Something's not adding up here. On one hand we have Central Peninsula Hospital making money hand-over-fist -- paying down its debt, buying out physician practices, buying property, hiring physicians, giving away tens of thousands of dollars, buying TV and radio ads, and much more.
On the other hand and in spite of CPH's prosperity, the hospital's CEO Ryan Smith complains that the hospital is not "agile" enough, whatever that means, and that CPH operates in a "cumbersome" environment, apparently because the borough assembly wants 30 days to consider how to spend public money.
Then too, we're being told by Smith and CPGH Inc. that, while the hospital is in good shape now, dire days lie ahead for our hospital, and we must change its governance structure. However, even though CPH supposedly faces tough times in five years or so, we have at least four multinational, for-profit, corporate hospitals wanting to buy CPH. What do they know that we don't or aren't being told? Something's not adding up here.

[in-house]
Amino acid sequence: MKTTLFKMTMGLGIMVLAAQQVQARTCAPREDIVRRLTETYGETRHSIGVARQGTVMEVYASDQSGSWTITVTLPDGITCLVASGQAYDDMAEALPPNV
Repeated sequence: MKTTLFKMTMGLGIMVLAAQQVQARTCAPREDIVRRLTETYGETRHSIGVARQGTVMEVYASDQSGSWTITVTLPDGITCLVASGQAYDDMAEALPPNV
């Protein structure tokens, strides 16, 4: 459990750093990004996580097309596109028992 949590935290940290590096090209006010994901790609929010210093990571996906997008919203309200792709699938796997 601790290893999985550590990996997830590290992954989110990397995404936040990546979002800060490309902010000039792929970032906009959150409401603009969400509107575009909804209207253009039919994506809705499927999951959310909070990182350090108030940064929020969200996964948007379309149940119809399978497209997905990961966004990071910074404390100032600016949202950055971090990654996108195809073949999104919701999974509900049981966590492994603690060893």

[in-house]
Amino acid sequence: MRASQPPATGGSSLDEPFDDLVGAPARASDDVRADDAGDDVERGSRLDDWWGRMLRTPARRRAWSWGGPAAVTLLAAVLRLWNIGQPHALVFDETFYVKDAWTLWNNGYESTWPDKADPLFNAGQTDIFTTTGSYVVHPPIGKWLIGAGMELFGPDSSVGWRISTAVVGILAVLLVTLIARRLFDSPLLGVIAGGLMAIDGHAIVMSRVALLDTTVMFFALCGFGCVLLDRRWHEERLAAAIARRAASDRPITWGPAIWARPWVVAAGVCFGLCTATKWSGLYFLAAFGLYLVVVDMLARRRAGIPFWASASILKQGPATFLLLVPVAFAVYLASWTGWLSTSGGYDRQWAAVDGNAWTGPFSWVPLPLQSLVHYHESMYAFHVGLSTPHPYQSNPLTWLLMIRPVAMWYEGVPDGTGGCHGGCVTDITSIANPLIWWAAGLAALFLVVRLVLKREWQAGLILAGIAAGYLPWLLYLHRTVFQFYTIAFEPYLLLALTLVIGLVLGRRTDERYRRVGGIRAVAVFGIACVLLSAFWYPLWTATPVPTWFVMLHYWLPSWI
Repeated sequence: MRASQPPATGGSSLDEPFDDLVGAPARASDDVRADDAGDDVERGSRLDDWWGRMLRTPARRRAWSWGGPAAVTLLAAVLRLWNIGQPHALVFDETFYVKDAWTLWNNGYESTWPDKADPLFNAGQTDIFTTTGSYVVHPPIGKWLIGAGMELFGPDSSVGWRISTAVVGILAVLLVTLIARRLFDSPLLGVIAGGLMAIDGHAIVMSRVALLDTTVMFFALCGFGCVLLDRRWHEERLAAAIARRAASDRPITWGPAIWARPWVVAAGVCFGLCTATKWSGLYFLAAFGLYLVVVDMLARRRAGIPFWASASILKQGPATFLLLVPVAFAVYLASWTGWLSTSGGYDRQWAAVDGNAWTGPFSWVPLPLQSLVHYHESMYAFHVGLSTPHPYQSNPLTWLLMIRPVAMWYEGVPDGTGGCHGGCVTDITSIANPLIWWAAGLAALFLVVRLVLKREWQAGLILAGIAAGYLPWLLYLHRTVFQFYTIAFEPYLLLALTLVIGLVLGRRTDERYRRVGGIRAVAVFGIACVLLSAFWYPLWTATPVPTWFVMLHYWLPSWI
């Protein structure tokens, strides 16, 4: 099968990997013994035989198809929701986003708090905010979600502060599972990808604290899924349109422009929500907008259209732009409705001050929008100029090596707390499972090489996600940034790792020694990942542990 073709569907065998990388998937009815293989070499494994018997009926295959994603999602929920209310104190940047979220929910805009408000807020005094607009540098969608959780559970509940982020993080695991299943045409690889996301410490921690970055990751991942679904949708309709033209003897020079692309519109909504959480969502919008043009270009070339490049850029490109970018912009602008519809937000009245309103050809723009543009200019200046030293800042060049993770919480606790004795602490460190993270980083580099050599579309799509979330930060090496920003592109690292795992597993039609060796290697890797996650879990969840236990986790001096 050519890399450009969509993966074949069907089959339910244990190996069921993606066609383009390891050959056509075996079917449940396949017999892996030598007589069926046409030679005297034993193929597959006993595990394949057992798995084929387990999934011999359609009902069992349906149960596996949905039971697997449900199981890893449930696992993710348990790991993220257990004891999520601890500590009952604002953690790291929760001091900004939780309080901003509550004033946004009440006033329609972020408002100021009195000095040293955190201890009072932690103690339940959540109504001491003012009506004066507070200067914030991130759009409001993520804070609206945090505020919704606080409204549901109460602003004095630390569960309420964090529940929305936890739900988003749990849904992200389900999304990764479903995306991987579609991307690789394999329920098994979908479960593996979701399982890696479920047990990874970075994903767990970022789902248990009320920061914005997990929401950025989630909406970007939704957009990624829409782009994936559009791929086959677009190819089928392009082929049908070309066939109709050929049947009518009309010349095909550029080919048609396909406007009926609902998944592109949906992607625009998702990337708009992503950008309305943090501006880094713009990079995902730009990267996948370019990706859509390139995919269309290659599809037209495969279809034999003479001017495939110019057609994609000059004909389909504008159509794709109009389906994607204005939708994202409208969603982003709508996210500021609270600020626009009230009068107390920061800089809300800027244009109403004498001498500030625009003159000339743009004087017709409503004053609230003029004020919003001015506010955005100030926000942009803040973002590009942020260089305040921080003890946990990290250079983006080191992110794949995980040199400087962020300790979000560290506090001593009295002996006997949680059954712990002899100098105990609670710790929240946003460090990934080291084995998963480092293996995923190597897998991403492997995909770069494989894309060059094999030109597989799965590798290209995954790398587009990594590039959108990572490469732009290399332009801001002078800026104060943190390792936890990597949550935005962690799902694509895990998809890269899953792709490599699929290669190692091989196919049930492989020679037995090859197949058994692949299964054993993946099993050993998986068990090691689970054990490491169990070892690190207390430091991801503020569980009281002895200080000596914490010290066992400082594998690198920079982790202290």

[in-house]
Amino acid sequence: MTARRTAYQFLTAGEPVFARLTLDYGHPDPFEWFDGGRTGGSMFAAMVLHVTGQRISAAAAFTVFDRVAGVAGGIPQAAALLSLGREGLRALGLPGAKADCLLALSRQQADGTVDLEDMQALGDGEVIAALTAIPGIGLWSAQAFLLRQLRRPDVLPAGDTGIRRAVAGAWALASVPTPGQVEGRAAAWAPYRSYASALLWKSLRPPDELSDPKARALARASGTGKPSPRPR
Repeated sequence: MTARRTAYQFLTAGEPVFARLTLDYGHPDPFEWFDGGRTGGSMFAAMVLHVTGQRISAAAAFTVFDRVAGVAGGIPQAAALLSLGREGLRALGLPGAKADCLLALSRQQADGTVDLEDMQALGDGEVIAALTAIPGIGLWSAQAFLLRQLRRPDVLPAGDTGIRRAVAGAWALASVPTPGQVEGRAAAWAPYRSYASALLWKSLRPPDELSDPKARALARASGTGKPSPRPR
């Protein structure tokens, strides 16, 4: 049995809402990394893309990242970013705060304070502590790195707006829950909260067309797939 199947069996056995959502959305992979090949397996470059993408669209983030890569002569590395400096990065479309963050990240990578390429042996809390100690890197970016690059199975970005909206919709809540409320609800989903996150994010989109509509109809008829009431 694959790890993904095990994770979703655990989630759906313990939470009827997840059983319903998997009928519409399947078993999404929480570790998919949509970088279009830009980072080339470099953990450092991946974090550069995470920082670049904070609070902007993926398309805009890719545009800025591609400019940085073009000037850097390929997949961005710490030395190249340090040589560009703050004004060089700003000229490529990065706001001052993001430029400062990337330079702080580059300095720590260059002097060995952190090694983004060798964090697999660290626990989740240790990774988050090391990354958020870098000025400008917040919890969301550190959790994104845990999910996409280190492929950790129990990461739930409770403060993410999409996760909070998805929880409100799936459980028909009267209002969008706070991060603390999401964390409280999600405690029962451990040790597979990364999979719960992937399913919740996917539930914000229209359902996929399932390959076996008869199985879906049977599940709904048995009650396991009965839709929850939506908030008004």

All we hear from Smith and CPGH Inc. are vague, unsubstantiated warnings and worries about what might happen if we don't change how our hospital is governed with the only choice before us now seeming to be an outright sale of the hospital.
So while we are hearing what might happen if we don't, here's what might happen if we do sell our hospital:
"The growth of national hospital chains promises to withdraw control of a civic institution from local authorities. The chains, as Starkweather points out, 'transfer ownership out of the local community, increasing the difficulty of achieving ... reorganization of health care delivery.' Companies may shut down local services that do not yield enough revenue to the corporation, just as industrial conglomerates sometimes close plants ... Nor is it hard to imagine the concessions that multinational hospital corporations will be able to extract from local communities by threatening to close down their hospitals."
--The Social Transformation of American Medicine, p 435.
Much more could be said about the possible negative consequences of losing local control of our hospital. Does anyone recall what could have happened to Heritage Place when it became unprofitahle for its owners?
Area residents are being spoon-fed a one-sided story that just doesn't add up. No one knows the future, but area residents brought CPH into existence for the benefit of us all -- not for the benefit or some corporation's bottom line. Let your borough assembly members know that the sale of our hospital needs to be put to the owners of the hospital on a public ballot. What we're being told doesn't add up.
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